and also participated in volunteer work. The work involved cleaning up debris on beaches that still remained from the 2011 Tōhoku tsunami.

“He [Valentine] gives so much of his time and he knows so much about so many things,” said Brad Hurlbut, Deputy Athletic Director. “There aren’t a lot of athletic directors out there who are as prominent as Bobby Valentine.”

The Rise and Fall of Aaron Hernandez Ends With Suicide

Aaron Hernandez was found dead in his cell on April 19. Photo by AP.

By Shawn Sailer & Alexandra Padalino

Co-Sports Editor

Former National Football League player Aaron Hernandez was found hanged in his prison cell at 3 a.m. on April 19 at the Souza-Baranowski Correctional Center in Shirley, Mass. He was pronounced dead at University of Massachusetts Memorial-Health Alliance Hospital in Leominster about an hour later.

His death was ruled a suicide.

Hernandez, 27, hanged himself using a bed sheet attached to a cell window. This was the first reported suicide by hanging at the Souza-Baranowski Correctional Center, a
maximum security prison.

The ex-New England Patriots tight end was serving a life-sentence for a 2013 murder of ex-friend Odin Lloyd. He was acquitted of a double-murder charge on April 12 from a 2012 incident in Boston.

“I think it is very tragic what happened. It’s very sad to see what he did to himself. I feel bad for the Lloyd family because they won’t get the justice they deserve,” said sophomore Brandon Levesque.

Despite his greatness on the field, Hernandez had many off-the-field issues that led to his demise. His teenage years sparked the life of a violent criminal.

Hernandez was a football player with untapped potential. Below is a timeline of Hernandez’s triumphs and tragedies prior to his suicide:

— Jan. 6, 2006: Hernandez’s father died from complications from a surgery. Hernandez is a 16-year-old student at Bristol Central High School at the time. He later admitted he turned to drugs after his father’s death.

— September 2007: Hernandez attends the University of Florida after being named Connecticut’s Football Player of the Year as a high school senior.

— June 8, 2010: Hernandez, drafted in the fourth round, signs a four-year contract with the New England Patriots. At 20 years old, he’s the youngest player on active roster in the NFL that coming season.

— June 26, 2013: Hernandez is arrested on a murder charge in Lloyd’s slaying and taken from his home in handcuffs. He later pleads not guilty. The Patriots release him hours after his arrest.

— May 15, 2014: Hernandez is indicted on two counts of first-degree murder and other charges in connection with the shootings of de Abreu and Furtado. Prosecutors say Hernandez was angry because de Abreu accidentally bumped into him at a nightclub while dancing, spilling his drink.

— Jan. 9, 2015: Hernandez goes on trial for murder in Lloyd’s killing.

— April 15, 2015: Hernandez is convicted of first-degree murder, which carries a mandatory sentence of life imprisonment.

Hernandez, a member of the Patriots from 2010-2012 helped lead the Patriots to a Super Bowl XLVI in 2012, where the team lost to the New York Giants. He also won the BCS National Championship in 2009 with Florida. That year, Hernandez received the John Mackey Award, which is given to the best tight end in college football each year.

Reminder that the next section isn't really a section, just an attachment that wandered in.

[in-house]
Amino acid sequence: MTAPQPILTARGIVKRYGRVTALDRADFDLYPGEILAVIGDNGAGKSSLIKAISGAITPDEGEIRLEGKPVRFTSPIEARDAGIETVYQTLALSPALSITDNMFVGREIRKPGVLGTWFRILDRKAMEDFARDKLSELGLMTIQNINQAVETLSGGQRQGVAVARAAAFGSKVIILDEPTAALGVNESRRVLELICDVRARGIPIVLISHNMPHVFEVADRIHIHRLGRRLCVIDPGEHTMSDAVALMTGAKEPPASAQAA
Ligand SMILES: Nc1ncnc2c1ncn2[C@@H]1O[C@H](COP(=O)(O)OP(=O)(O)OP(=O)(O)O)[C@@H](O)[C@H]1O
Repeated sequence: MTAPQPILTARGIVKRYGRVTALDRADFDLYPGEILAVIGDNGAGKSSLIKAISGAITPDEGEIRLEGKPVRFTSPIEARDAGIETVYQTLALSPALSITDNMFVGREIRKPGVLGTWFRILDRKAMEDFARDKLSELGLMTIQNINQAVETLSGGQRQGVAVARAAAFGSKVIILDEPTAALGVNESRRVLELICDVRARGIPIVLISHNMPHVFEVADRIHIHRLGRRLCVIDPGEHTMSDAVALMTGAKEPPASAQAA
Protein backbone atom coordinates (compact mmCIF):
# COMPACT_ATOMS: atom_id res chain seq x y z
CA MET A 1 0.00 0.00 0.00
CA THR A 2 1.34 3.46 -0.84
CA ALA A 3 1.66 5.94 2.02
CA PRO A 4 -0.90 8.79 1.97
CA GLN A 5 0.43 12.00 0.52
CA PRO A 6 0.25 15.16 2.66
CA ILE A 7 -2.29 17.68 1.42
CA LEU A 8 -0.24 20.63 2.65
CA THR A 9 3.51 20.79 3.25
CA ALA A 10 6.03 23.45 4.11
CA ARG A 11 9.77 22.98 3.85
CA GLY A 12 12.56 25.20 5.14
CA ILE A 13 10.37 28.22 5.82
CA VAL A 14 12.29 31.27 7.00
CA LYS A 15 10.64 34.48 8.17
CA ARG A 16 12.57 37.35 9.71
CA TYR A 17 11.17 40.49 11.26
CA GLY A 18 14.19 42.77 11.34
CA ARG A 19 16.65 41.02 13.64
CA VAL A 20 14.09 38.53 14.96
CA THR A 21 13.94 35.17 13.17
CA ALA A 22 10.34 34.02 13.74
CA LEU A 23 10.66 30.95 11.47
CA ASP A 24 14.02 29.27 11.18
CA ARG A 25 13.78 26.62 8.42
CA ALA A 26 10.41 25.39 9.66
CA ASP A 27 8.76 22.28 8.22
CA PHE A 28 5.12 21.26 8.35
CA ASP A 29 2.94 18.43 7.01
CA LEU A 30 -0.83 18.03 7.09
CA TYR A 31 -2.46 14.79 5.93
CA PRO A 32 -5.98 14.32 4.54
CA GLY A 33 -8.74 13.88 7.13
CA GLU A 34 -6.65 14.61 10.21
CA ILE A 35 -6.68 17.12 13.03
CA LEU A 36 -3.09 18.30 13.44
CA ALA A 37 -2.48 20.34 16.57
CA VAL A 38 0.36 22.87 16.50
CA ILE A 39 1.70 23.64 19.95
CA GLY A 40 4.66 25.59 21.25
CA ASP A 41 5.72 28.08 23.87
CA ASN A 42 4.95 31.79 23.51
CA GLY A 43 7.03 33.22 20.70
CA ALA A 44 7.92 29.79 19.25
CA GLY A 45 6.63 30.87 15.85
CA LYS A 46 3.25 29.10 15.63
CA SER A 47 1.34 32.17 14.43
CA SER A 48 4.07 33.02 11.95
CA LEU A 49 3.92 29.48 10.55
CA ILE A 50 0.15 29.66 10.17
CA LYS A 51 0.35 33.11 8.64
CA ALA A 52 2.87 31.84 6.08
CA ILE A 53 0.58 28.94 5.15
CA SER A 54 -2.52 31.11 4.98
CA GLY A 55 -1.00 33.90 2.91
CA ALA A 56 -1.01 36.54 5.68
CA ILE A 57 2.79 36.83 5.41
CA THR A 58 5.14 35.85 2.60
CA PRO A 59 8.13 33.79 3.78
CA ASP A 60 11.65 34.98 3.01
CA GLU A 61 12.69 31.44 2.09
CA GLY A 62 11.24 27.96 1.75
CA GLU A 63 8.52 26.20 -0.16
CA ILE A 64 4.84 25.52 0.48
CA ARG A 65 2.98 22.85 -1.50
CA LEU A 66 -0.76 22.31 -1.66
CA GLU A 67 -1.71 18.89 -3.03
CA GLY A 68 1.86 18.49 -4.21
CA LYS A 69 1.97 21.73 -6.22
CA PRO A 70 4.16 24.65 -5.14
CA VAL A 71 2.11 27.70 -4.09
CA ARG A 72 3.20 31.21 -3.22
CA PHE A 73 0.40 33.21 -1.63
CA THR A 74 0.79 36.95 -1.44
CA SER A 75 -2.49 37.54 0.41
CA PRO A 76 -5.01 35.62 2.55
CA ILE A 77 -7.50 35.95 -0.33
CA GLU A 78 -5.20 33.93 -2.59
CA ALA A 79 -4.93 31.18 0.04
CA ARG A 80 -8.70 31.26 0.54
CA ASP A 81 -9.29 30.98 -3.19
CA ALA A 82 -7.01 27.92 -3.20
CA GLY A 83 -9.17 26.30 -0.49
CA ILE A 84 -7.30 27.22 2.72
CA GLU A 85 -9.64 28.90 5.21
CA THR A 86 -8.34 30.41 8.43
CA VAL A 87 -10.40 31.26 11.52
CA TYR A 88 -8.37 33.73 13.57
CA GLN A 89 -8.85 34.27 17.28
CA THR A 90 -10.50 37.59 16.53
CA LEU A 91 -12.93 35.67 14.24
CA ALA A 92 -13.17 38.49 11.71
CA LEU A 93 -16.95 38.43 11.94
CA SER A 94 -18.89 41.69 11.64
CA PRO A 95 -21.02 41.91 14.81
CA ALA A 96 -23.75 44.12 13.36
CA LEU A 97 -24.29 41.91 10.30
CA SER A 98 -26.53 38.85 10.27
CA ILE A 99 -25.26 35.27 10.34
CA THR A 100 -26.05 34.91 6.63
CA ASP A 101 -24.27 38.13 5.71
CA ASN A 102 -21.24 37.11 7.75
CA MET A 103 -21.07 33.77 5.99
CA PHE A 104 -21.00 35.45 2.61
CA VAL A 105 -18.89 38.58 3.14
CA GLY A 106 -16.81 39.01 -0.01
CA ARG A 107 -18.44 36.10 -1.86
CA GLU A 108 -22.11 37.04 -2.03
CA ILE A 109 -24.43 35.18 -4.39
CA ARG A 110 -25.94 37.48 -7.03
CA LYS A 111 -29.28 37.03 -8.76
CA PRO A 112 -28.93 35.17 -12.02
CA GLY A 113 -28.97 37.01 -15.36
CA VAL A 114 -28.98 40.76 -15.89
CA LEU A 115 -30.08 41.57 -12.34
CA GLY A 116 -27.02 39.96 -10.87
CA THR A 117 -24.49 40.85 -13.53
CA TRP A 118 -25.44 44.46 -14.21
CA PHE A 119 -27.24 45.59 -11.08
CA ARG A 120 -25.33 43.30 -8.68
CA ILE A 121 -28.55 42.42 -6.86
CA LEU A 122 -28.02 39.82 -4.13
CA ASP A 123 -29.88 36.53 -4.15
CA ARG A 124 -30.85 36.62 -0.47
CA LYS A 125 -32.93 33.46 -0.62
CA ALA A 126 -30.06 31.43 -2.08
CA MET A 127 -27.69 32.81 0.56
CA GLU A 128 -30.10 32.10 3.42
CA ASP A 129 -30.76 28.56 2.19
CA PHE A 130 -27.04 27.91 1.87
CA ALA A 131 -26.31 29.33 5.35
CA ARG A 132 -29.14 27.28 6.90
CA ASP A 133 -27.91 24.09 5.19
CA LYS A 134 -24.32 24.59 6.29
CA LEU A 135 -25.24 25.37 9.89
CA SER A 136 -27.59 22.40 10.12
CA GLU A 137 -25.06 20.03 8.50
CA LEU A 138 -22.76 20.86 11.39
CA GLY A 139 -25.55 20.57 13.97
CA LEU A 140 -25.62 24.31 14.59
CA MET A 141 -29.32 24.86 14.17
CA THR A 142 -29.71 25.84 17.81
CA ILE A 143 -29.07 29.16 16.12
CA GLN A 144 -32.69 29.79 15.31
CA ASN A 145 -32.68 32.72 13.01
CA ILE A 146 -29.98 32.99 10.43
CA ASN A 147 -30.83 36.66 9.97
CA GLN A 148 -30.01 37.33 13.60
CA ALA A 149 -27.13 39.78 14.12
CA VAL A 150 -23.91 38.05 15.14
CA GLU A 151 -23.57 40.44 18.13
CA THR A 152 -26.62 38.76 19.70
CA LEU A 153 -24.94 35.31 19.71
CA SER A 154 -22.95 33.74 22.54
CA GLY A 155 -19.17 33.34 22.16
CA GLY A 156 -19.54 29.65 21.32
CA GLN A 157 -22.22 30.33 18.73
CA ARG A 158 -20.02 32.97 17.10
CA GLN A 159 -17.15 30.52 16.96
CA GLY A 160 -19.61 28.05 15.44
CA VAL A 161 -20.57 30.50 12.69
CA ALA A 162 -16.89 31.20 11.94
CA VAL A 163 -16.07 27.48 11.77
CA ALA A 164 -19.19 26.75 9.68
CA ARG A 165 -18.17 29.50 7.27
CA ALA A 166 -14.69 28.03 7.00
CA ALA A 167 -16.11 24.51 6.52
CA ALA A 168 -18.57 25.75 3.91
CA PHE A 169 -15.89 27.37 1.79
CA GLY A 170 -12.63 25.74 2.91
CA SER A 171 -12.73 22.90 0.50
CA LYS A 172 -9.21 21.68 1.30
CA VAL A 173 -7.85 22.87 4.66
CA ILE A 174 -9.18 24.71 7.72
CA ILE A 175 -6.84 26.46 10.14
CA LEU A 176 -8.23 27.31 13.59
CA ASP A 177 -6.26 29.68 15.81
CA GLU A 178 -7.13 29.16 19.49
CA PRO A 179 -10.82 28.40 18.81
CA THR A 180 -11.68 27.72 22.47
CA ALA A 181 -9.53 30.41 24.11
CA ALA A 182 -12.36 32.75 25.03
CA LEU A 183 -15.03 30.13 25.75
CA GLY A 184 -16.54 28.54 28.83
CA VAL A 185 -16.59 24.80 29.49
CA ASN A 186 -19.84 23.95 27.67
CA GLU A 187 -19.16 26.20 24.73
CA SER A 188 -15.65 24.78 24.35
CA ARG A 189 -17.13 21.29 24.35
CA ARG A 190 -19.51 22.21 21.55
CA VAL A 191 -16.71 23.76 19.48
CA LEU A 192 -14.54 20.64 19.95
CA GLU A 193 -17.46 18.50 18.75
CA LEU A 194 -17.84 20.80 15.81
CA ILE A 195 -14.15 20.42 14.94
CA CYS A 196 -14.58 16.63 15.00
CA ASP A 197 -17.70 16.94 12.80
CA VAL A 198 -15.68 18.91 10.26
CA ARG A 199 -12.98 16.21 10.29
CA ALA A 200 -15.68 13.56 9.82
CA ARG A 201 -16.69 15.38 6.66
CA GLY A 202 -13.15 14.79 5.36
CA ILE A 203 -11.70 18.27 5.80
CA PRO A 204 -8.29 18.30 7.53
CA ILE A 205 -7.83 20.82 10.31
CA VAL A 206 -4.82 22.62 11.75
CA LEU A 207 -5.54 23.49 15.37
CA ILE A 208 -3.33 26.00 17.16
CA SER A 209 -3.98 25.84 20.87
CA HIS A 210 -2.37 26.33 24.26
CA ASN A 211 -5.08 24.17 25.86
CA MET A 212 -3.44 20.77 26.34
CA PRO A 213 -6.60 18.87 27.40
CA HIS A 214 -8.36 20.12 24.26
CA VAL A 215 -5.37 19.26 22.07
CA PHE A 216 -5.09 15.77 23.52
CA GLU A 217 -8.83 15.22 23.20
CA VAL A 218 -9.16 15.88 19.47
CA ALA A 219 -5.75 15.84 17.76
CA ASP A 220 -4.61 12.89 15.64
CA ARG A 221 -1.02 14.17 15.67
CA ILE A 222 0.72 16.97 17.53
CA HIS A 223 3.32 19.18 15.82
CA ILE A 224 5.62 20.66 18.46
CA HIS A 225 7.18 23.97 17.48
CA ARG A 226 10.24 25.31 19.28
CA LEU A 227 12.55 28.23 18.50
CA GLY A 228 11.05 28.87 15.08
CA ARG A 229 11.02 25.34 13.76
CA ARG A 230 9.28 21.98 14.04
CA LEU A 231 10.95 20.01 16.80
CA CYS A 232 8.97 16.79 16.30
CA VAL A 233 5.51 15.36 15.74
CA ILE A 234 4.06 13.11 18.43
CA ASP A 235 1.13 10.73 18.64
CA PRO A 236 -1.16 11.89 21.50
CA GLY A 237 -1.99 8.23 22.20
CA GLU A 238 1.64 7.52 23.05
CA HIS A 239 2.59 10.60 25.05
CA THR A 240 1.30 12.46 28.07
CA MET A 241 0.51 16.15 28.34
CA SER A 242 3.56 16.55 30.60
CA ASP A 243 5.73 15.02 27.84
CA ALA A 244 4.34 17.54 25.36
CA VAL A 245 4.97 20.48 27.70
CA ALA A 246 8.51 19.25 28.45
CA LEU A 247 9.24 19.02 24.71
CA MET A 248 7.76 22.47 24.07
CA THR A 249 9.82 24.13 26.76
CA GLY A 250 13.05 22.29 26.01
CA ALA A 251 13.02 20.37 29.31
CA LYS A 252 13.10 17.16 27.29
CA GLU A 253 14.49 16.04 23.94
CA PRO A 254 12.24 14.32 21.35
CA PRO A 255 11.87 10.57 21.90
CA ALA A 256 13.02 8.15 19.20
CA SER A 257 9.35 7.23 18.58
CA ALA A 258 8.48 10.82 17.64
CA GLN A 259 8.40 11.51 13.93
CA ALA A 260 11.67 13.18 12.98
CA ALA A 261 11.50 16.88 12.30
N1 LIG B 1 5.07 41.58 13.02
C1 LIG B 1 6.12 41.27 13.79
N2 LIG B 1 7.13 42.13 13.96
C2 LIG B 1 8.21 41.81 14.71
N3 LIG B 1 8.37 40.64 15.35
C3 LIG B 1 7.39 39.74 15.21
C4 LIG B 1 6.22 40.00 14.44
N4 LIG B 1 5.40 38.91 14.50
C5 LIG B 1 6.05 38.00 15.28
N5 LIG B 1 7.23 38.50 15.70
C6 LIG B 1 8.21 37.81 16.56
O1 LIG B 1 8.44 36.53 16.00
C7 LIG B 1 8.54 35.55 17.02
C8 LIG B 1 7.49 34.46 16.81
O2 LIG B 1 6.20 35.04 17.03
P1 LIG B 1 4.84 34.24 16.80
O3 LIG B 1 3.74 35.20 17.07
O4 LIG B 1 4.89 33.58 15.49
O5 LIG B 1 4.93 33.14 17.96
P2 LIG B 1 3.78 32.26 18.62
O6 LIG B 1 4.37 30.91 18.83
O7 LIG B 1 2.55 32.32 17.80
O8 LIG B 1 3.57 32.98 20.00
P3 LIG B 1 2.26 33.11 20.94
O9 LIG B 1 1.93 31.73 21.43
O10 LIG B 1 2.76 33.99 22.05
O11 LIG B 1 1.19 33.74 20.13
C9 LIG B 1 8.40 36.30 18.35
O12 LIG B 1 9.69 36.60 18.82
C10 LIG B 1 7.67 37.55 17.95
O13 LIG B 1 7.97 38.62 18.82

While it was originally reported that Hernandez did not leave any suicide notes, it
appears that three suicide notes and a bible were left in the prison cell. Hernandez also wrote a bible verse “John 3:16” on his forehead.

According to Fox News, the words were written with a red marker and a Bible was left open to the lines of the passage in the Bible. The verse reads, “For God so loved the world that he gave his one and only Son, that whoever believes in him shall not perish but have eternal life.”

“I think that him using suicide to escape his life of punishment for his horrible actions is unfair to the people he hurt, and for people with mental health issues that contemplate suicide every day because of their pain,” said junior Rebecca Lee.

On the same day that Hernandez was found dead, his former team visited the White House following their Super Bowl LI victory.

“Some of the media is making a big deal out of it, making it sound like a sad story. It’s really not. He is a murderer. He messed up. He had everything and he threw it all away,” said sophomore Patriots fan Yanni Papadopoulous.

Boston University researchers will study Hernandez’s brain to determine if he suffered from the same degenerative brain disease as Hall of Famer Junior Seau and former Bears defensive back Dave Duerson, who also took their own lives. That brain disease is chronic traumatic encephalopathy, also known as CTE.

Hernandez is survived by his longtime fiancée, Shayanna Jenkins and their four year old daughter.

“I think it’s a story of someone who had so much more to give in life, but he could not escape his past connections even with the money and fame. It is sad for a daughter that will grow up without a father,” said senior Chris Butler.

The Associated Press contributed to this article.

Men’s Golf Places Eighth at “Til Duty Is Done Collegiate Invitational”

Sacred Heart men’s golf team played Til Duty is Done collegiate invitational on April 14 and 15. Photo by Sacred Heart athletics.

By Mark Morales

Staff Reporter

The Sacred Heart University men’s golf team played in an invitational on April 14
and April 15 at the Mohegan Sun Golf Club in Baltic, Conn. The men came in eighth place.

The invitational was hosted by the University of Connecticut and was called “Til Duty Is Done Collegiate Invitational.”

The tournament is named in honor of the Til Duty Is Done organization. They are a non-profit company based in Connecticut. Their goal is to provide safe, secure and stable housing for returning veterans. Til Duty Is Done’s main aim is to reduce homelessness and unemployment with returning veterans.

“The tournament was great; it was a special tournament because the vets were involved.  The final round I got to play with someone from the air force. It was really cool to spend time with them because they didn’t get the chance to play college golf. We had questions for them, they had questions for us,” said sophomore Jacob Henny.